cur-mud-geon: anyone who hates hypocrisy and pretense and has the temerity to say so; anyone with the habit of pointing out unpleasant facts in an engaging and humorous manner
As I read the article written by Thomas J. McKillen in the February 14th edition of the Express News, I couldn't help but think of the old-time "schoolyard bullies".
This article reported on the February 9th meeting of the school board and the remarks made by Mr. Tom Wilcox, a negotiator for the Germantown Education Association, the teachers' union. He was quoted as saying that what the GEA was asking above the QEO "... brings us a couple of tenths of a percent apart in salary each year. The cost above the QEO would be approximately $44,000 per year of a two year contract. The cost equates to about one Starbuck's tall latte per resident of Germantown per year."
First, how elitist; the idea that he would try to put us taxpayers down using this example seemed a reach, and not a very smart reach at that. How many Germantown taxpayers have had to forsake their chosen pleasures due to the economy with which we find ourselves dealing today? There is a certain reality that seems to be escaping his line of reasoning.
Second, he went on to advise that the GEA would be presenting a new proposal and that the board had two weeks to consider it. And, he said, "If after two weeks we do not have a voluntary settlement, we will begin a new wave of job actions which will have a significant impact on the district." He said the first wave would begin on February 23rd, a week from today, and would involved teachers working only "to the contract". "Job actions will escalate until a voluntary settlement is reached. Be assured, the QEO will not end our job actions".
That is when the image of a "schoolyard bully" entered my mind. There are problems with this whole approach, not the least of which is the threatening nature of his remarks. I wrote last week of the terrible public relations environment within which all teachers are lumped by this rhetoric. The teachers who want no part of this hyperbole are all pulled together in this along with those who may be in favor of threats such as this. Residents are unable to separate the two groups.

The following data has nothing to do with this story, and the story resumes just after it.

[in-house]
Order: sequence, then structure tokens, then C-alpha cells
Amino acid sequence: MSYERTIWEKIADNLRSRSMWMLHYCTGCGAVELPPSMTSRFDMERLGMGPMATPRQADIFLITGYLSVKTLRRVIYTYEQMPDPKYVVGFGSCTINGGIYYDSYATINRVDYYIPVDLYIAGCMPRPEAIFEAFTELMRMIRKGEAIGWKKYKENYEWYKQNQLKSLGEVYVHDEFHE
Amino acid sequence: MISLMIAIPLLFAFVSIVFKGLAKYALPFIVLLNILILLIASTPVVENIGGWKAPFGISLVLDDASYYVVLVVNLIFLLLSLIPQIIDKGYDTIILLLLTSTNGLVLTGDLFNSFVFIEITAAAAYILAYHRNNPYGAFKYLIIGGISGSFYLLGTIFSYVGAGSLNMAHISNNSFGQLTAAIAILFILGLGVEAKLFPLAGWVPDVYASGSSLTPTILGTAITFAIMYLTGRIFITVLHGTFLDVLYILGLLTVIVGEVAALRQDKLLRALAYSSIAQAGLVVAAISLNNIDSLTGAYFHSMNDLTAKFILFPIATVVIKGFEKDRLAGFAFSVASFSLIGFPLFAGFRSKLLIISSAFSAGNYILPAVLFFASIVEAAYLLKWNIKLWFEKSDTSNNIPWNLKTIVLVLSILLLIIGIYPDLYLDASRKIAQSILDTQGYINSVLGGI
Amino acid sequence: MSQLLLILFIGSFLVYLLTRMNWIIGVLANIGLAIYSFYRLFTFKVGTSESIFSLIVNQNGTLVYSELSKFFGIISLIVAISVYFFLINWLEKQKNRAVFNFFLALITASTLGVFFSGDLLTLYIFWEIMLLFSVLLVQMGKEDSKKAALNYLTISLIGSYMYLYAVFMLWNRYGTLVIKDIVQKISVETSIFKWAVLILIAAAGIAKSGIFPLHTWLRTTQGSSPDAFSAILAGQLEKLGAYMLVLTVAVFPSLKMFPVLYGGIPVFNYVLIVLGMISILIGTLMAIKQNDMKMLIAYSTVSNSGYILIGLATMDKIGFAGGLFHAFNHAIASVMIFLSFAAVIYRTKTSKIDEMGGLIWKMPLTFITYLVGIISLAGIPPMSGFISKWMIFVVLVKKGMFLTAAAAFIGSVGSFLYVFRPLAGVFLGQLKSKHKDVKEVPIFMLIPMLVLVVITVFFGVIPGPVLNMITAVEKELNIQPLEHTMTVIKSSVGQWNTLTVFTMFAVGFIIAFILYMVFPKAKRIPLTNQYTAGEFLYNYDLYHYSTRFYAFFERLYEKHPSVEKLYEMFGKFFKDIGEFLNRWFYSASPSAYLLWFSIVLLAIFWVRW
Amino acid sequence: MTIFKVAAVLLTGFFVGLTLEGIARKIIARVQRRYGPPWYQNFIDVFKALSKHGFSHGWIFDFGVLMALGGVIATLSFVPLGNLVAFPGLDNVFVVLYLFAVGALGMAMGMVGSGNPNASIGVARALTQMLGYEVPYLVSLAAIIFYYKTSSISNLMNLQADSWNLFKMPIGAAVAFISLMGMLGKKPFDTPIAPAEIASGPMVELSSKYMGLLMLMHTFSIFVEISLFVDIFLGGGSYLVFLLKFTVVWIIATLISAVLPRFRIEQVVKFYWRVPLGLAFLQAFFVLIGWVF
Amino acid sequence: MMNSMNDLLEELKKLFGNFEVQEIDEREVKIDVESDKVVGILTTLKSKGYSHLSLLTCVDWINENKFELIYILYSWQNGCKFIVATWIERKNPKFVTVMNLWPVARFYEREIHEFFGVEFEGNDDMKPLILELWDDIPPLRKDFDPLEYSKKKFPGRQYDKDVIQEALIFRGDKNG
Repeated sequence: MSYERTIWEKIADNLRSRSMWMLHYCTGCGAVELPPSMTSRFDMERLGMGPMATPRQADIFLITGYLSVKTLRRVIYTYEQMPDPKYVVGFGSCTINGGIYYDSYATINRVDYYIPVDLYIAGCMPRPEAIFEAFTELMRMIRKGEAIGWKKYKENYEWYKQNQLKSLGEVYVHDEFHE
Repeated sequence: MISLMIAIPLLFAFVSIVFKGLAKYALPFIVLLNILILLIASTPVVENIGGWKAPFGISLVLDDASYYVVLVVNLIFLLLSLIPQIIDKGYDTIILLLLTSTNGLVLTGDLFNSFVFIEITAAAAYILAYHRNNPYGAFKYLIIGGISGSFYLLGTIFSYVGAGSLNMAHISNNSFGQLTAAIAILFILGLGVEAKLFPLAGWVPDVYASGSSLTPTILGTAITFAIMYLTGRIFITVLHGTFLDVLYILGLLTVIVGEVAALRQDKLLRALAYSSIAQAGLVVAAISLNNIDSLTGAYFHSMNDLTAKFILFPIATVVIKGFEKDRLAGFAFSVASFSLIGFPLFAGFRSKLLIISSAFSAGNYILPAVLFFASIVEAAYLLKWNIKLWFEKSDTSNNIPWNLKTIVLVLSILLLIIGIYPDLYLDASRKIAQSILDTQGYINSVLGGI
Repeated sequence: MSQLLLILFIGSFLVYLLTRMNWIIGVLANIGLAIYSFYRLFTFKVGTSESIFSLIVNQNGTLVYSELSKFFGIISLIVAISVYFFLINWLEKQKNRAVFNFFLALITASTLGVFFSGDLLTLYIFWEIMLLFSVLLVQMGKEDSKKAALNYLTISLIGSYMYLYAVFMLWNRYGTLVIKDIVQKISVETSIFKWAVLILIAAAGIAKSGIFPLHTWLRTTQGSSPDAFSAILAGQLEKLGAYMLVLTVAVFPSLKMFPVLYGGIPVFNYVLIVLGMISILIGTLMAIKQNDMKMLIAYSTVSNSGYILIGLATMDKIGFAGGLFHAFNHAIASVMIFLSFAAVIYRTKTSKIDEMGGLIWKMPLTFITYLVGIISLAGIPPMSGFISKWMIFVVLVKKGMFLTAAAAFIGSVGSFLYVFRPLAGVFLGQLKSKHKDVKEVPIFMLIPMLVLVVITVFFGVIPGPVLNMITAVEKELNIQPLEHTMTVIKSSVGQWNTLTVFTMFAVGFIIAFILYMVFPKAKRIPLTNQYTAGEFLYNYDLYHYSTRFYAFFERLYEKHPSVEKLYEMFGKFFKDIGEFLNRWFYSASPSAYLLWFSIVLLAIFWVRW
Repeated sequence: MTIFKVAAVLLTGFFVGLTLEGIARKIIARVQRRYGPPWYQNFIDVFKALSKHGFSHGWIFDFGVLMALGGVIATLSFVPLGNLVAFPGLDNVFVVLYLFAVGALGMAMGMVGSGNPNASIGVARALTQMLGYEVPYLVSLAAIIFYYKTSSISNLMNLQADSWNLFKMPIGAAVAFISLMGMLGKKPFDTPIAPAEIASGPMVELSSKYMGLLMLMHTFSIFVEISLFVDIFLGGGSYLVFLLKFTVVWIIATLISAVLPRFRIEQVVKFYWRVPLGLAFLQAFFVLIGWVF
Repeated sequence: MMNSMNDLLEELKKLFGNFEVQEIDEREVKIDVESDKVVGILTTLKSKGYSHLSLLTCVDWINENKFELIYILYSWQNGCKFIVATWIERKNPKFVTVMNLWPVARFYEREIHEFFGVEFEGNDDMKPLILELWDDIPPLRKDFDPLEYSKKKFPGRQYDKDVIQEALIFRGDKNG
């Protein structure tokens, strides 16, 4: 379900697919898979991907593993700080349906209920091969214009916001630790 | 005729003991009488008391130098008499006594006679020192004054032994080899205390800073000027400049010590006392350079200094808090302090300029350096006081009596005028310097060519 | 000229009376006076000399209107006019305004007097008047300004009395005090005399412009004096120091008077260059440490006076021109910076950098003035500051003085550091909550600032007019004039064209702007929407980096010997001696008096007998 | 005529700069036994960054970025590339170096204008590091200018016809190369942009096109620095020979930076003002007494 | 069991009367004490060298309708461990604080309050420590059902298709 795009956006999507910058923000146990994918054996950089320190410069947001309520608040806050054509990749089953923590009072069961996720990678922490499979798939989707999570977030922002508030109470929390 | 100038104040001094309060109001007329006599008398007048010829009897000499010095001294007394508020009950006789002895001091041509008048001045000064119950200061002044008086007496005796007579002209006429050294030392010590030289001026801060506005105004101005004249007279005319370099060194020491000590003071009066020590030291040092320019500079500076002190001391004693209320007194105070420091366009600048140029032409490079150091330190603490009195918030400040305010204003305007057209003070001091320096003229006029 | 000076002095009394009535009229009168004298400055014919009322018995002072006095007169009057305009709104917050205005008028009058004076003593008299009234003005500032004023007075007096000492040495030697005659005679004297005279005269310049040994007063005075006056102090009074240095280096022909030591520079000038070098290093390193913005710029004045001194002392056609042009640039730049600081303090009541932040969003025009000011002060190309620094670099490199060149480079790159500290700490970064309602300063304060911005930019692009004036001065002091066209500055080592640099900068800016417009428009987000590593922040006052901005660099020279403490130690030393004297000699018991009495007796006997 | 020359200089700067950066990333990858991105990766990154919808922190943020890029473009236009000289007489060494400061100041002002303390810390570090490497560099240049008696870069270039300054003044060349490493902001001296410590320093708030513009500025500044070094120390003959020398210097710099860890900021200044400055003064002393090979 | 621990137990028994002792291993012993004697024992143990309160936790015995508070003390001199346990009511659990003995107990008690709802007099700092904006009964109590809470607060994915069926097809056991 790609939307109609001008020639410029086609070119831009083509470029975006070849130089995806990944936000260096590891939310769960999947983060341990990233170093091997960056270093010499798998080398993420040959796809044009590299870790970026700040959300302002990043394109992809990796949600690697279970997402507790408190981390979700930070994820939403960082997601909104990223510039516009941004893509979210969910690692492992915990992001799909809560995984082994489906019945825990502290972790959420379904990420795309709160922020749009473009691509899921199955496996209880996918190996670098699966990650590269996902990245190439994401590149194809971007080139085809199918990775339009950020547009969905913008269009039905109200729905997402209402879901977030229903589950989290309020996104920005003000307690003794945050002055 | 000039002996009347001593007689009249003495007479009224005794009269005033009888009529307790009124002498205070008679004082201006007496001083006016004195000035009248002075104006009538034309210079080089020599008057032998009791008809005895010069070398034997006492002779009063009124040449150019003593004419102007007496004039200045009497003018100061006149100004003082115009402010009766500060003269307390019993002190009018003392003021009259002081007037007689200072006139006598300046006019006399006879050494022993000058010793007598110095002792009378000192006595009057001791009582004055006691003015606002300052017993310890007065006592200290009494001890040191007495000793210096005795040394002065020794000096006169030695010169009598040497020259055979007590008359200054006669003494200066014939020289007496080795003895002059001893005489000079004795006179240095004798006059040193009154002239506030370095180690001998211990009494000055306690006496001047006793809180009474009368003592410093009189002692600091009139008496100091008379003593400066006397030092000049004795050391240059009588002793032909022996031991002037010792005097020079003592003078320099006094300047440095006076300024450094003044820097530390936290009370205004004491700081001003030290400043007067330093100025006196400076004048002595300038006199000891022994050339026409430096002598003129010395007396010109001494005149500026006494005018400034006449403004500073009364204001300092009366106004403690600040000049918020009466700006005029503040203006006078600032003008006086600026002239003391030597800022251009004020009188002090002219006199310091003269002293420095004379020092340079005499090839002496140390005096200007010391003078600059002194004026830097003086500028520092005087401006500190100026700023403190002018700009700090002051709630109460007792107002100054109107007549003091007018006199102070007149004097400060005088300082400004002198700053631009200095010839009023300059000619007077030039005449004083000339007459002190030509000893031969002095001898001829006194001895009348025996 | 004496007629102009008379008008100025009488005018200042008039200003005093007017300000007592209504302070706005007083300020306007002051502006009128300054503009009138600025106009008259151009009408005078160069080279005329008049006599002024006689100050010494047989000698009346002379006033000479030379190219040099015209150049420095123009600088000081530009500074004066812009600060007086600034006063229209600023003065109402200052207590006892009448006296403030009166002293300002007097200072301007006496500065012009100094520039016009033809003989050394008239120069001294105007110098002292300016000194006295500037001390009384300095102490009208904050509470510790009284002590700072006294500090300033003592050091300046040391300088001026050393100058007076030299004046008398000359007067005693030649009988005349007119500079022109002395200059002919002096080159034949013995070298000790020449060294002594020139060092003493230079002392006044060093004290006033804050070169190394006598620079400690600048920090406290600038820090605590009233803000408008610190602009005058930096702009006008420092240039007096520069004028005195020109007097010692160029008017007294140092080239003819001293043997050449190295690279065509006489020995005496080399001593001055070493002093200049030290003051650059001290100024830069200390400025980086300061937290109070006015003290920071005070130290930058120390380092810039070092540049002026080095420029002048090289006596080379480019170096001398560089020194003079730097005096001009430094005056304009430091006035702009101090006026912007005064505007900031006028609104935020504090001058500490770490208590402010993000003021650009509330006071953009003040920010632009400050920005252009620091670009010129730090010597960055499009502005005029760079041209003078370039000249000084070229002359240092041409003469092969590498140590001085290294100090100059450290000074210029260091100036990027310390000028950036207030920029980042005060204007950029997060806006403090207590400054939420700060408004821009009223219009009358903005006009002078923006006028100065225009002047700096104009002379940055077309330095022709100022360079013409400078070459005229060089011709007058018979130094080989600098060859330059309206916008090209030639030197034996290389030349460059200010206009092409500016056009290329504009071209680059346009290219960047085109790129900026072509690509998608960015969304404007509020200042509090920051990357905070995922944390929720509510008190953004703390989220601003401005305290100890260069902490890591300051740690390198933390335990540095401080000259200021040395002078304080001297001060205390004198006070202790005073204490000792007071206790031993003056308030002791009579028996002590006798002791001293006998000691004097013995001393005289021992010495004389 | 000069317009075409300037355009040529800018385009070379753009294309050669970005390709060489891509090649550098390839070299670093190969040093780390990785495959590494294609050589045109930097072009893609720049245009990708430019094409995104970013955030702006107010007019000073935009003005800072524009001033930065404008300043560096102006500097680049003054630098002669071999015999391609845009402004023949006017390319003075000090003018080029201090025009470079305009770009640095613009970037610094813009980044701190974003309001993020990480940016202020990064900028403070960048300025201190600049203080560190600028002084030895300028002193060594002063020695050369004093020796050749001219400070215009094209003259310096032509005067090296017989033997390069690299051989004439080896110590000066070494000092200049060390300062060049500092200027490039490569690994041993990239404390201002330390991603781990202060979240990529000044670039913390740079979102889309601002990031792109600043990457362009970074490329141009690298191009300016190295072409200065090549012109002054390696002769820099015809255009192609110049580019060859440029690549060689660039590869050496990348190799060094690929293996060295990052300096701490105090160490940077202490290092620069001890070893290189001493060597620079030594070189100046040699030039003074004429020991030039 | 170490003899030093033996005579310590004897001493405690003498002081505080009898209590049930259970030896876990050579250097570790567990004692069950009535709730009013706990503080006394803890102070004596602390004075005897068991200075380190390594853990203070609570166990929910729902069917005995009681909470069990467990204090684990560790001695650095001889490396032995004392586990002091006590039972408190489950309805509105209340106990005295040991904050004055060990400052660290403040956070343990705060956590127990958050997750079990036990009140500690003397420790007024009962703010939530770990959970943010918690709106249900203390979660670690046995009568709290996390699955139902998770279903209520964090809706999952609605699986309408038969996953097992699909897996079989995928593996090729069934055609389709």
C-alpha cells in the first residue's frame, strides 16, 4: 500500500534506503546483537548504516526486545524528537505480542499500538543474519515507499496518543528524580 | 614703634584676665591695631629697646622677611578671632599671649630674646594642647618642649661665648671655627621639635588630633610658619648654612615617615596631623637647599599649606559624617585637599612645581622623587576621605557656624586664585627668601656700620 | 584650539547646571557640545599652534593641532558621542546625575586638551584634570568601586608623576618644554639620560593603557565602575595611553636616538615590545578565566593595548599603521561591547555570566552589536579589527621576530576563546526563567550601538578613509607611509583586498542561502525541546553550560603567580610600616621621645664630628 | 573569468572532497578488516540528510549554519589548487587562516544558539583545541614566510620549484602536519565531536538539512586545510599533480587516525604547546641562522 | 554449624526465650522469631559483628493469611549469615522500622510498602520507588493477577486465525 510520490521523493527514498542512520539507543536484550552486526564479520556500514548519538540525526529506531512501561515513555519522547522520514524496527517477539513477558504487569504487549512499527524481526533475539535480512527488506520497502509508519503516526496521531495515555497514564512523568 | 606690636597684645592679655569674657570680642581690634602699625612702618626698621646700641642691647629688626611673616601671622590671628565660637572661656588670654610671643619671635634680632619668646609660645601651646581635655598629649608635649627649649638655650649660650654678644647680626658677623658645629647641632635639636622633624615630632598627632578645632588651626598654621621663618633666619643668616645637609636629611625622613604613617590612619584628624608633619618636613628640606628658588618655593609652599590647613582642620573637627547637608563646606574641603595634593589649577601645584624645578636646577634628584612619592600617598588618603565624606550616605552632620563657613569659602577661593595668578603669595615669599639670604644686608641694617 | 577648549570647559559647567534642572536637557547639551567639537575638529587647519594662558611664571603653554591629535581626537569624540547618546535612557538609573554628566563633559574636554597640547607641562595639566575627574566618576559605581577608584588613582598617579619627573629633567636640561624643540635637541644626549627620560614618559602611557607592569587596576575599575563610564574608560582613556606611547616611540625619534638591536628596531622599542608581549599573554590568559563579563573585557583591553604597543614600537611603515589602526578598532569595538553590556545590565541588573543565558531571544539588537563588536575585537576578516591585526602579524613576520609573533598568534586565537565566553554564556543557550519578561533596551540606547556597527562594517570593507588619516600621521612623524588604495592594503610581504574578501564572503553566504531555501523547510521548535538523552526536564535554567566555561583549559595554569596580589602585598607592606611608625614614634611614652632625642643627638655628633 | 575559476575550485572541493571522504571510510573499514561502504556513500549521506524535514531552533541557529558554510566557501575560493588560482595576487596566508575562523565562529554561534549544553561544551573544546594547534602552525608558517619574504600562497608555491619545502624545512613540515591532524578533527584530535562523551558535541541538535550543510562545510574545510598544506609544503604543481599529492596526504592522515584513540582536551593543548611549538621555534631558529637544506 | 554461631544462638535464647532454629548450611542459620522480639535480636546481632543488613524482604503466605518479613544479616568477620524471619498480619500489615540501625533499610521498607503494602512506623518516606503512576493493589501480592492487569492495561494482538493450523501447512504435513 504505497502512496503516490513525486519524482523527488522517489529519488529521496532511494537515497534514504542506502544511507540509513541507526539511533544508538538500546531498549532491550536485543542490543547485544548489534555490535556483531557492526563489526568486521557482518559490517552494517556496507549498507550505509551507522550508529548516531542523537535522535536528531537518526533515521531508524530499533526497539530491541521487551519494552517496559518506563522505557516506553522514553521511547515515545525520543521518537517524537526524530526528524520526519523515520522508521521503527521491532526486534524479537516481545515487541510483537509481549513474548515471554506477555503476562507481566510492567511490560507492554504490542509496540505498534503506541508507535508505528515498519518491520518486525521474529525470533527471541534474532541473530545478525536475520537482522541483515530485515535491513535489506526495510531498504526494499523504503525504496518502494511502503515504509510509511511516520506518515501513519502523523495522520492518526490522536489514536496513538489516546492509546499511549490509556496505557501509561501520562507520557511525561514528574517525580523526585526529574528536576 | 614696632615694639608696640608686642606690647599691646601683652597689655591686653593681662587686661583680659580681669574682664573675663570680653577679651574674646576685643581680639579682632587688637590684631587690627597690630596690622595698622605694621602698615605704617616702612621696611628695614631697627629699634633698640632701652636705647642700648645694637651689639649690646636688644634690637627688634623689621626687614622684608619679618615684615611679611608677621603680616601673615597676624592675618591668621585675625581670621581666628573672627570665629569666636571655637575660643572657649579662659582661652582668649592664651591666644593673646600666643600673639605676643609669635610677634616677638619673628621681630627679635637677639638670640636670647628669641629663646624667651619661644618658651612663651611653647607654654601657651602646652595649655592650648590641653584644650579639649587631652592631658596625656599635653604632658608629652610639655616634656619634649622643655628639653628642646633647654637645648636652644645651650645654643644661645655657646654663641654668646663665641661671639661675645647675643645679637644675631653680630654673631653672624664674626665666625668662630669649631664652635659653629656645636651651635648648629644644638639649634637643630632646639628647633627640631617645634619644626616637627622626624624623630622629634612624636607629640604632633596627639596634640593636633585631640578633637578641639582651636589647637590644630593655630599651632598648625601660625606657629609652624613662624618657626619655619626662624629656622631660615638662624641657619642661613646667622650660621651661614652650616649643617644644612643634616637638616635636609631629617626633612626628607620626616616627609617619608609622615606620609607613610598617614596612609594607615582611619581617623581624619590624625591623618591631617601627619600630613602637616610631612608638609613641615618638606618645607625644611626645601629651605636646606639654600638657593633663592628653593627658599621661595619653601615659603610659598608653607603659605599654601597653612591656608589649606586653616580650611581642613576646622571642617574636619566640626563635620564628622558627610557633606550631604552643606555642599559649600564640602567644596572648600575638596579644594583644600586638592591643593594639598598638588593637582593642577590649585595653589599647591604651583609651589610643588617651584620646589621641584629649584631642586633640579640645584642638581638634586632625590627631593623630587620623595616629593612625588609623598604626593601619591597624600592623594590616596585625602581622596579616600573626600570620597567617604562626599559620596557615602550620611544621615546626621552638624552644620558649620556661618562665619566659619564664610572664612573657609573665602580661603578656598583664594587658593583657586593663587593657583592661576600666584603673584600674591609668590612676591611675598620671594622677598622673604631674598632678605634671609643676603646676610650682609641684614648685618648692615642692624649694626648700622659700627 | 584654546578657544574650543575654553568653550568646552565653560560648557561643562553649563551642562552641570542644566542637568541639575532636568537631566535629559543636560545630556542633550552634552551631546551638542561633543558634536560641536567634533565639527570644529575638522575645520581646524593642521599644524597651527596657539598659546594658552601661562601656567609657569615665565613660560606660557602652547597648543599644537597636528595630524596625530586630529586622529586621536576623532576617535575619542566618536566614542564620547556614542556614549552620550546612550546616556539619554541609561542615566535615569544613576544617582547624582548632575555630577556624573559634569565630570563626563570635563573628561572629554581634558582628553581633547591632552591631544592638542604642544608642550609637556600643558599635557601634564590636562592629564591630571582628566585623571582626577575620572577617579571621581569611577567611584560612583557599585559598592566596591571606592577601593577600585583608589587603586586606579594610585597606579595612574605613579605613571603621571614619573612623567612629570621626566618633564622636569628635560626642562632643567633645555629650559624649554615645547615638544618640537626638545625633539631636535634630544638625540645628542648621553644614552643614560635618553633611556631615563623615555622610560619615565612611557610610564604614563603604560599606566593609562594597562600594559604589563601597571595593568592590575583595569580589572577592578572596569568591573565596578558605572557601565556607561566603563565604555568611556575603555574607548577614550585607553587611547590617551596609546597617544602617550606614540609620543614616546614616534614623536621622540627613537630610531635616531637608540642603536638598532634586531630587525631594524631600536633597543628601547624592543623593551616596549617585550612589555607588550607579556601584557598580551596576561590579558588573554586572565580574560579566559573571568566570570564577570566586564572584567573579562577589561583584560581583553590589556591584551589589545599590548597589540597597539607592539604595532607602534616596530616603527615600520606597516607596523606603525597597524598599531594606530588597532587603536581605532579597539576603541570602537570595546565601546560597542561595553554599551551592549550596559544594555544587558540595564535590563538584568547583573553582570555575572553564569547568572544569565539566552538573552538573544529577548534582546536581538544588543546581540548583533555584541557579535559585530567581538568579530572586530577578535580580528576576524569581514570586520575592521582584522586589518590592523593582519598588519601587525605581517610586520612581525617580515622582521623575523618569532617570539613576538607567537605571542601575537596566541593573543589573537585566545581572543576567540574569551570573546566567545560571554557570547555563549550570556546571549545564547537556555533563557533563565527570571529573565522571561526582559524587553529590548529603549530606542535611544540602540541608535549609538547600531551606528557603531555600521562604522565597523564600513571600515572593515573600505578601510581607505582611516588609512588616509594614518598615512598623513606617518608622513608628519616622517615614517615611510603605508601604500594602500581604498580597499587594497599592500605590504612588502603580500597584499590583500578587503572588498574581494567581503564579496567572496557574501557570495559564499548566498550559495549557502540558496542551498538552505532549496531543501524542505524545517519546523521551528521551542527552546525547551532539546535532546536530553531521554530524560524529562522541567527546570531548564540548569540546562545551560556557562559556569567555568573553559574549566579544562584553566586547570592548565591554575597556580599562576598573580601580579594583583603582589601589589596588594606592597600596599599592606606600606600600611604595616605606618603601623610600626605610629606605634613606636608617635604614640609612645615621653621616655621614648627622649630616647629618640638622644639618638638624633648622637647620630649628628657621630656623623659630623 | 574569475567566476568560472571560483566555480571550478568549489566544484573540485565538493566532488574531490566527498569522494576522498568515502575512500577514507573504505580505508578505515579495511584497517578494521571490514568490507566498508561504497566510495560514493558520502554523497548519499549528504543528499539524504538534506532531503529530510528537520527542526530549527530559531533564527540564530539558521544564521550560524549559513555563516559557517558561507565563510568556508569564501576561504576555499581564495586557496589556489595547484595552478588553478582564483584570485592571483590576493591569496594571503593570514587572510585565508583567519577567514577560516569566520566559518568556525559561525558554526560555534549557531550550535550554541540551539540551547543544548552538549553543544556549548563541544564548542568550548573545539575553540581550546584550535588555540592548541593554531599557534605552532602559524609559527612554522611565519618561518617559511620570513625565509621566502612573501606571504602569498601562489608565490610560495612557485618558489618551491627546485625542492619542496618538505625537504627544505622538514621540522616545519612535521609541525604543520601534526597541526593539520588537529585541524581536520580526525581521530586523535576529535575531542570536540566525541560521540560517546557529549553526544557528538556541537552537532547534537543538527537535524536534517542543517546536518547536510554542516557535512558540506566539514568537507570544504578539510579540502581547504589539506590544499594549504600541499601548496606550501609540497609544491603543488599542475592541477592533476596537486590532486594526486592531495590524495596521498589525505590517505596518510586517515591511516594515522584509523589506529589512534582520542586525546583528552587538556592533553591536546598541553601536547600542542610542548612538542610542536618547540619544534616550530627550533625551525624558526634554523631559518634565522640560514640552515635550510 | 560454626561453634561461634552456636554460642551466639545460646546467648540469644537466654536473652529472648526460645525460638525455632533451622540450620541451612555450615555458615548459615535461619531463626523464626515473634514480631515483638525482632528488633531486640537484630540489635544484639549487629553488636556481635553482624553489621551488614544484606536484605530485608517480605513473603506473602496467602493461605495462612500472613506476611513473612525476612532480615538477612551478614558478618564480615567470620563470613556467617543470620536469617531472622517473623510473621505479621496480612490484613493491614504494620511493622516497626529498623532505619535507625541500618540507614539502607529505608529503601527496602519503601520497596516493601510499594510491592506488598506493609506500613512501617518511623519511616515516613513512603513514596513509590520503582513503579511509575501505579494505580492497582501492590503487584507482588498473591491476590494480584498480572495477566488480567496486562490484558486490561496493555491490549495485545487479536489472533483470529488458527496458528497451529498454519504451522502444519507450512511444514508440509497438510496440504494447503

What kind of message does this convey to the students? Are they being "educated" that one should not obey the rules? Is this apparent teaching of anarchy to be condoned by the parents of the students and by the other residents who pay taxes, as well?
QEO is the law. The teachers' union, WEAC, has been using as much of their dues money as possible to overturn this law, but that has not yet happened. Frankly, if teachers' job actions were to persist after QEO was invoked, I would feel that I had been cheated. Teachers may well be able to demonstrate, but that sends a terrible message to the kids and to the public.
I know quite a few teachers and I know some school board members here and elsewhere, and I've yet to find this kind of hyperbole in any of those people. I tend to think that the majority of teachers are not in favor of these "stunts" but probably feel compelled to participate or risk being "called out" in a meeting or over coffee or in some other setting where they'd be embarrassed.
I want to continue to believe that I am right about this; I'd hate to learn that I was wrong.
Now, beyond all this, there remain some basic issues that need to be addressed. If WEAC's WEA Insurance Trust health premiums run $22,000 per teacher per year, and if the typical employer carries a cost of as much as $11,000 per employee per year, that is a problem. I also know that many employers have average costs per employee well beneath the $11,000 range. There needs to be an introduction of reality in these bargaining sessions, and that seems lacking from what I see and hear.
Too bad the board doesn't have a "big brother" to corner that "schoolyard bully" on the way home someday. That always seemed to work in years past whenever a bully tried to intimidate others. And intimidation is precisely what is being played out here.